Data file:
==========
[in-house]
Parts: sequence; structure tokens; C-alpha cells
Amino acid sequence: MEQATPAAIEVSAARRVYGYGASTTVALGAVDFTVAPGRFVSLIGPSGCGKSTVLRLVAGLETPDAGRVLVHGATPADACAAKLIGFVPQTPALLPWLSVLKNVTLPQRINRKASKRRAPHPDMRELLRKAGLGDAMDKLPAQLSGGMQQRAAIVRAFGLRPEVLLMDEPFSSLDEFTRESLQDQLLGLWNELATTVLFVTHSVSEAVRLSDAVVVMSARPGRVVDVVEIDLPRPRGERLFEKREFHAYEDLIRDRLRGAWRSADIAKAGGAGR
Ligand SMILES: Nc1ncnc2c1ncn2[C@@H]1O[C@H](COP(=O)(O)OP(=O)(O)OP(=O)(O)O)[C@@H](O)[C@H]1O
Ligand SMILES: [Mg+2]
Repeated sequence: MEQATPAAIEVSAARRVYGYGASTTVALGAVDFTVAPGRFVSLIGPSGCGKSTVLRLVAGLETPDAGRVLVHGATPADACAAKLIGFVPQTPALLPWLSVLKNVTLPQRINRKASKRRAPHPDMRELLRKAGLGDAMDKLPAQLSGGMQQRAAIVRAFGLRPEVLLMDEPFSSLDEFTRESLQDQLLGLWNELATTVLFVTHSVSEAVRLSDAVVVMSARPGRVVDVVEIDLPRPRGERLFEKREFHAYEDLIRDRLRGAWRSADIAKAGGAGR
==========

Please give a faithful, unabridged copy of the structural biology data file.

[in-house]
Parts: sequence; structure tokens; C-alpha cells
Amino acid sequence: MEQATPAAIEVSAARRVYGYGASTTVALGAVDFTVAPGRFVSLIGPSGCGKSTVLRLVAGLETPDAGRVLVHGATPADACAAKLIGFVPQTPALLPWLSVLKNVTLPQRINRKASKRRAPHPDMRELLRKAGLGDAMDKLPAQLSGGMQQRAAIVRAFGLRPEVLLMDEPFSSLDEFTRESLQDQLLGLWNELATTVLFVTHSVSEAVRLSDAVVVMSARPGRVVDVVEIDLPRPRGERLFEKREFHAYEDLIRDRLRGAWRSADIAKAGGAGR
Ligand SMILES: Nc1ncnc2c1ncn2[C@@H]1O[C@H](COP(=O)(O)OP(=O)(O)OP(=O)(O)O)[C@@H](O)[C@H]1O
Ligand SMILES: [Mg+2]
Repeated sequence: MEQATPAAIEVSAARRVYGYGASTTVALGAVDFTVAPGRFVSLIGPSGCGKSTVLRLVAGLETPDAGRVLVHGATPADACAAKLIGFVPQTPALLPWLSVLKNVTLPQRINRKASKRRAPHPDMRELLRKAGLGDAMDKLPAQLSGGMQQRAAIVRAFGLRPEVLLMDEPFSSLDEFTRESLQDQLLGLWNELATTVLFVTHSVSEAVRLSDAVVVMSARPGRVVDVVEIDLPRPRGERLFEKREFHAYEDLIRDRLRGAWRSADIAKAGGAGR